11. Krikke68 macrumors newbie

    Joined:
    Feb 2, 2009
    #11
    Cliff,

    I'm using the app you're referring to (GeoLogTag) for some time now and I'm pretty happy with it. With the GPX export functionality I can geotag all my photos and the ones I upload to Flickr are geotagged automatically by GeoLogTag. That's really cool.
    The accuracy is awesome (most of the time it's just within a couple of meters of the location where I took the photo) and battery life is more than sufficient for me (I used it once for more than 4 hours).

    To yg17: If you already have an iPhone this app is a good geologging/geotagging solution. I wouldn't buy extra hardware.
     
  12. jaseone macrumors 65816

    jaseone

    Joined:
    Nov 7, 2004
    Location:
    Houston, USA
    #12
    Unless they don't want to kill their iPhone battery while geotagging!

    A better solution would be something like this:

    http://www.pocketgpsworld.com/amodphotologger.php

    Needs no drivers, takes AAA batteries and gets about 15 hours of usage out of the batteries.
     
  13. yg17 thread starter macrumors G5

    yg17

    Joined:
    Aug 1, 2004
    Location:
    St. Louis, MO
    #13

    Thanks, I think I'm going to go with that.

    Another reason my iPhone isn't an option for me is battery life. I read that those apps only get you around 4 or 5 hours, and I need much more than that. 15 hours sounds perfect.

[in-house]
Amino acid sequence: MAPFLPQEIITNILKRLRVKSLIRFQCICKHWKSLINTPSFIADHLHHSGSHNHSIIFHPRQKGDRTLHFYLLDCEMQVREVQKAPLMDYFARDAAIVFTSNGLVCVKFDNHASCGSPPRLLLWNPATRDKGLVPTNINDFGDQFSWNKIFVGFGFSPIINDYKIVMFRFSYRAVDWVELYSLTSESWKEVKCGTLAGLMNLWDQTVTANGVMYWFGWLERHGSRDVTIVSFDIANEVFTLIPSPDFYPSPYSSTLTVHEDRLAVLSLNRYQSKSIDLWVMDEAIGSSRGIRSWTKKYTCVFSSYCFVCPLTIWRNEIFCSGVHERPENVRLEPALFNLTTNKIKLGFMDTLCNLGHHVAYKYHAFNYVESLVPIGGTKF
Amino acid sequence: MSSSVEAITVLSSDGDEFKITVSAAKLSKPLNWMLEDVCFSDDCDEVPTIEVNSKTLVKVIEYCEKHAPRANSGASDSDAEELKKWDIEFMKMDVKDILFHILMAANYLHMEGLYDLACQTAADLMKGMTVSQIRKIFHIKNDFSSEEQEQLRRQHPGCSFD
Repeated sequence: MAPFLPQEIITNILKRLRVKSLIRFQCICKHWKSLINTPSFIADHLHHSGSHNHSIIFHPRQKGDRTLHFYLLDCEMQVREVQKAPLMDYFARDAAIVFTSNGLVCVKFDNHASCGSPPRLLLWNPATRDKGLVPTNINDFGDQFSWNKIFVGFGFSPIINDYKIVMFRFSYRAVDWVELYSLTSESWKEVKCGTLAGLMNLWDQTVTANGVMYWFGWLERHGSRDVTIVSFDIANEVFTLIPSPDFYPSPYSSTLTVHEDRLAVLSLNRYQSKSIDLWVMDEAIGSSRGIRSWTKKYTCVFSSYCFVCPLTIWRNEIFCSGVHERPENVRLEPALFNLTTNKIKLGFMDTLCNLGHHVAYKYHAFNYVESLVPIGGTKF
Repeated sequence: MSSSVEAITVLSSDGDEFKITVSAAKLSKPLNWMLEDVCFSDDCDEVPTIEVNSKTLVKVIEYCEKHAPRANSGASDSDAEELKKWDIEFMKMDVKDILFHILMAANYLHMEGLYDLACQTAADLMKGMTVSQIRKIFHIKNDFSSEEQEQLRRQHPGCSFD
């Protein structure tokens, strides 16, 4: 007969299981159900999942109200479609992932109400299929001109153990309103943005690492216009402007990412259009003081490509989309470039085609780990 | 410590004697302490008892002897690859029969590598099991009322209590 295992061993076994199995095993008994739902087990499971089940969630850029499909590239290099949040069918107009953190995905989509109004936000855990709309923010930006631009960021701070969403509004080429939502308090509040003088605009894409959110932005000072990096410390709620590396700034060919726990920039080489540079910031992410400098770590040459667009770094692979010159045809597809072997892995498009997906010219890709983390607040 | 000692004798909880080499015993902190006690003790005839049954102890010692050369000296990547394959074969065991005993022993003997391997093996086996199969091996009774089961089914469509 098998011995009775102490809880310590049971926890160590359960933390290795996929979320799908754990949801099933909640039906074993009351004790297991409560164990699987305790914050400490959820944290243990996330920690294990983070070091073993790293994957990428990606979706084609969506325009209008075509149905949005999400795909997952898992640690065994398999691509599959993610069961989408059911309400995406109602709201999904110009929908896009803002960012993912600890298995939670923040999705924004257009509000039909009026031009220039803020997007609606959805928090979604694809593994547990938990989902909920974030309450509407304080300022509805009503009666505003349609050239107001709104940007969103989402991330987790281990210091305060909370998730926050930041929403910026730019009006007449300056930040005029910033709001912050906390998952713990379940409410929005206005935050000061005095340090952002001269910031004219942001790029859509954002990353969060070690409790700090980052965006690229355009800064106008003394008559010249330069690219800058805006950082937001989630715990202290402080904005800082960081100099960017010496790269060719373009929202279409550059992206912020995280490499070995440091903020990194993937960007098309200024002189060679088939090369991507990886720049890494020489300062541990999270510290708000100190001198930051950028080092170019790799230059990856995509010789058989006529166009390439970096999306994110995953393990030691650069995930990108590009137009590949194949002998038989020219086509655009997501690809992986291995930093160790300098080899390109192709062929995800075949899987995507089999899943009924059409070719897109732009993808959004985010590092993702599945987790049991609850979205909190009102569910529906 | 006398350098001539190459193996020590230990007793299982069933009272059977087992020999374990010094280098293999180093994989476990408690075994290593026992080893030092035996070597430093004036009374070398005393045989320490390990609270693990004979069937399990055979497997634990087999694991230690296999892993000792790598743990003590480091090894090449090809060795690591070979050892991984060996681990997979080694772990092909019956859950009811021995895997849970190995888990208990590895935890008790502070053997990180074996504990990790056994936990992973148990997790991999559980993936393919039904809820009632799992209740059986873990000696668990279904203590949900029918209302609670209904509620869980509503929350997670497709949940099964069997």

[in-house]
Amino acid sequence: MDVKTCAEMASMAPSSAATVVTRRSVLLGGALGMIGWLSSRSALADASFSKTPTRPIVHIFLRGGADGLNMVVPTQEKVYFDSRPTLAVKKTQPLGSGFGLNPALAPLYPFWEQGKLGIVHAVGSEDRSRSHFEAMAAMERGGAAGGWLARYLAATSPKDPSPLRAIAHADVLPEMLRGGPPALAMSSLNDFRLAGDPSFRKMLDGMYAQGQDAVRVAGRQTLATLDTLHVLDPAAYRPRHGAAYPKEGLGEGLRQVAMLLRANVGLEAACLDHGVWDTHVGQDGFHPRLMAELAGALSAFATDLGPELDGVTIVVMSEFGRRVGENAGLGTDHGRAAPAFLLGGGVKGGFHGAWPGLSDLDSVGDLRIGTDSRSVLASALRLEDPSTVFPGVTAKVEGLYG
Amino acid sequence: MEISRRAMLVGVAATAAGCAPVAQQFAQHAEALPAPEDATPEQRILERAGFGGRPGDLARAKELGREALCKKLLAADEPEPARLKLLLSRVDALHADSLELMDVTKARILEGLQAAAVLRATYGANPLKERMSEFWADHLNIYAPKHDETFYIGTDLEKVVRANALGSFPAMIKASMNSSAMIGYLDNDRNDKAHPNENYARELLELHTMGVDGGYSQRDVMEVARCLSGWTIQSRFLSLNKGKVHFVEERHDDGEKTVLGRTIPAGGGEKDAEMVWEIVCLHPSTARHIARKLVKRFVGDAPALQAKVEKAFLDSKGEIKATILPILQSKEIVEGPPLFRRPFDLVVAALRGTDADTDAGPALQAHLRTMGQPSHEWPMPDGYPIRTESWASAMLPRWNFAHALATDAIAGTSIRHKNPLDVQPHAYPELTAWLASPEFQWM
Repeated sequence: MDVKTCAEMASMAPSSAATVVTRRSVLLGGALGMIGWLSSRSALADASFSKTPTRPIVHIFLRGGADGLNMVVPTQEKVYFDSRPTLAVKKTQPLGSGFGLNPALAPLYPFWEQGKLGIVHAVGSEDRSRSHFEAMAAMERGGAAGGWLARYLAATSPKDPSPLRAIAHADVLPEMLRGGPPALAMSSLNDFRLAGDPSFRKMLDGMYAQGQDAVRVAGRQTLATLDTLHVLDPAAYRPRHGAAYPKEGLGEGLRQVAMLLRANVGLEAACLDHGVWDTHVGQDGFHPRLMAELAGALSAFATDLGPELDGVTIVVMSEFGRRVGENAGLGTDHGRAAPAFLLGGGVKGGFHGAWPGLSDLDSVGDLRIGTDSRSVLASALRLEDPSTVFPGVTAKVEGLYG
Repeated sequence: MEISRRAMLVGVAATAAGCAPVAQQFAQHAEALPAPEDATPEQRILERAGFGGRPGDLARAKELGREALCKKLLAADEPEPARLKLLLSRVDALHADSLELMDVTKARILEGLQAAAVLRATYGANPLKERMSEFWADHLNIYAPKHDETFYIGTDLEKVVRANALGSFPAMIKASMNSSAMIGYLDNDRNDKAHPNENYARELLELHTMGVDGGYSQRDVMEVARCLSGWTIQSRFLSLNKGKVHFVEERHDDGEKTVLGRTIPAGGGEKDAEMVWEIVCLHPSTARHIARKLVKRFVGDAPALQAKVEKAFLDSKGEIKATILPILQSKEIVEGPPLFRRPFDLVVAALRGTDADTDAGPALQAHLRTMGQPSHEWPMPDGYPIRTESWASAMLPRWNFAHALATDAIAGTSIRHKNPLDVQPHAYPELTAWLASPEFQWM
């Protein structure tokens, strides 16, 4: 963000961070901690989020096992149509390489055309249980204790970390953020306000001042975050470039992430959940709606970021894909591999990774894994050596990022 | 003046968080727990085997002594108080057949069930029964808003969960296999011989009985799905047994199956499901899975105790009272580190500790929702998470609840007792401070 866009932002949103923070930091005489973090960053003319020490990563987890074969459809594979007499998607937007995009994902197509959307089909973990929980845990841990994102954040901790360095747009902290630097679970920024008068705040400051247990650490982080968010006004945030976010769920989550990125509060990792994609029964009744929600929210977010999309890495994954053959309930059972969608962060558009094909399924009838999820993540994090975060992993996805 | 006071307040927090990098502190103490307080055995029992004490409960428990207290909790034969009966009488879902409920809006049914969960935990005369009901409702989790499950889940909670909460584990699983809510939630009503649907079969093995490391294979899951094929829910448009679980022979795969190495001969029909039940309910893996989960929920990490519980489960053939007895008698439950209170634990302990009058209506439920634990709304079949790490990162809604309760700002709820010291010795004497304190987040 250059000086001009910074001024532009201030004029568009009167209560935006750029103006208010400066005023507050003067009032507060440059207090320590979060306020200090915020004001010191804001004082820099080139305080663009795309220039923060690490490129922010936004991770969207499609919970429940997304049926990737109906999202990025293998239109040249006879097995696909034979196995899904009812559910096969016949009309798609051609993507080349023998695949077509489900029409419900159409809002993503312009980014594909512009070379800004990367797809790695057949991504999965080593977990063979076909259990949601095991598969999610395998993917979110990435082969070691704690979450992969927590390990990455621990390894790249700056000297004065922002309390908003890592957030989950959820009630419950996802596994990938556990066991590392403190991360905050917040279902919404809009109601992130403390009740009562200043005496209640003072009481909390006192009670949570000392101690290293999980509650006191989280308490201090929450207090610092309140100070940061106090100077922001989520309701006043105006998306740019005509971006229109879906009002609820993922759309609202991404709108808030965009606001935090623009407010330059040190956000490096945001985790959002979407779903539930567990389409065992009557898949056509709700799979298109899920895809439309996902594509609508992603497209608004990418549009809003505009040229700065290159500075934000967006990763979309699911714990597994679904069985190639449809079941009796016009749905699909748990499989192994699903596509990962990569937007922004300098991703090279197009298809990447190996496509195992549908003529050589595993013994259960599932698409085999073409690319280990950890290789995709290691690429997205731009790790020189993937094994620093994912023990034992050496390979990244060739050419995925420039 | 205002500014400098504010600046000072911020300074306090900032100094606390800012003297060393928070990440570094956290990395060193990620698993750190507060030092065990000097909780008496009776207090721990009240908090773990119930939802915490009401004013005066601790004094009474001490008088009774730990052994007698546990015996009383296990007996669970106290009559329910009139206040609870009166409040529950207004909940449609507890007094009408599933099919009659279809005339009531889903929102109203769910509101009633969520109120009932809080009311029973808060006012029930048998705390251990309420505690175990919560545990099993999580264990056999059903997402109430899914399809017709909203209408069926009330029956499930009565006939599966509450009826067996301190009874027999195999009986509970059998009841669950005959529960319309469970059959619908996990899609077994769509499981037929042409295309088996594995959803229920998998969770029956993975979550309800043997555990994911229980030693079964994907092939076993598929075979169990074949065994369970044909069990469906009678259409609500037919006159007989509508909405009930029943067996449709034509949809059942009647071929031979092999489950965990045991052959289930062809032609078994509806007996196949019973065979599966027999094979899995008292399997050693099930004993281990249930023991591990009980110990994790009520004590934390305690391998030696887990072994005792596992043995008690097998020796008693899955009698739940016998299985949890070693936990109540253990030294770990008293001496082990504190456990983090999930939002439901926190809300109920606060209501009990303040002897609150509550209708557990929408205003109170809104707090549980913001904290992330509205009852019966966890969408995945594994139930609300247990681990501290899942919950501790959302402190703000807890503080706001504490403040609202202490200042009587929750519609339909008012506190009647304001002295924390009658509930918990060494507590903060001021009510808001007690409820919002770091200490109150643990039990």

14. Cliff3 macrumors 65816

    Cliff3

    Joined:
    Nov 2, 2007
    Location:
    SF Bay Area
    #14
    It's good to have a positive endorsement. It's hard to go wrong with a $5 iphone app and free OS X software - if it doesn't do what you want you're not out of pocket much. And if it does do what you want, you're not out of pocket much :)
     
  15. grahamtearne macrumors regular

    Joined:
    Jun 23, 2006
    #15
    I would also like to give a shout out for GeoLogTag.

    You already have an iPhone 3g and this app is just $4.99, why not give it a shot before you jump in and buy some hardware you may find out you didnt need? If then you find out you do want the hardware well you havent lost a great deal and you still have a handy app on your phone for more casual shooting outside of this planned trip.

    I too thought like you did about the battery life but it really wasn't much of an issue for me as you just turn it on when you begin shooting then when you are done at that location turn it off and move on, 4-5 hours is a long time when you consider, its just a simple switch to turn it on and off, then a simple overnight charge gets you going again for the next day...

    Again if this is not for you then dont get it but it is a great app and well worth the money, I recommend it for casual future shoots regardless of whether you go for the hardware option or not, especially with the new geotagging craze it is very useful to have an app on your phone that is more than likely with you at all times, flick a switch and shoot and you have geotagged images from your local park where you would have never thought to have taken that external hardware...

    just food for thought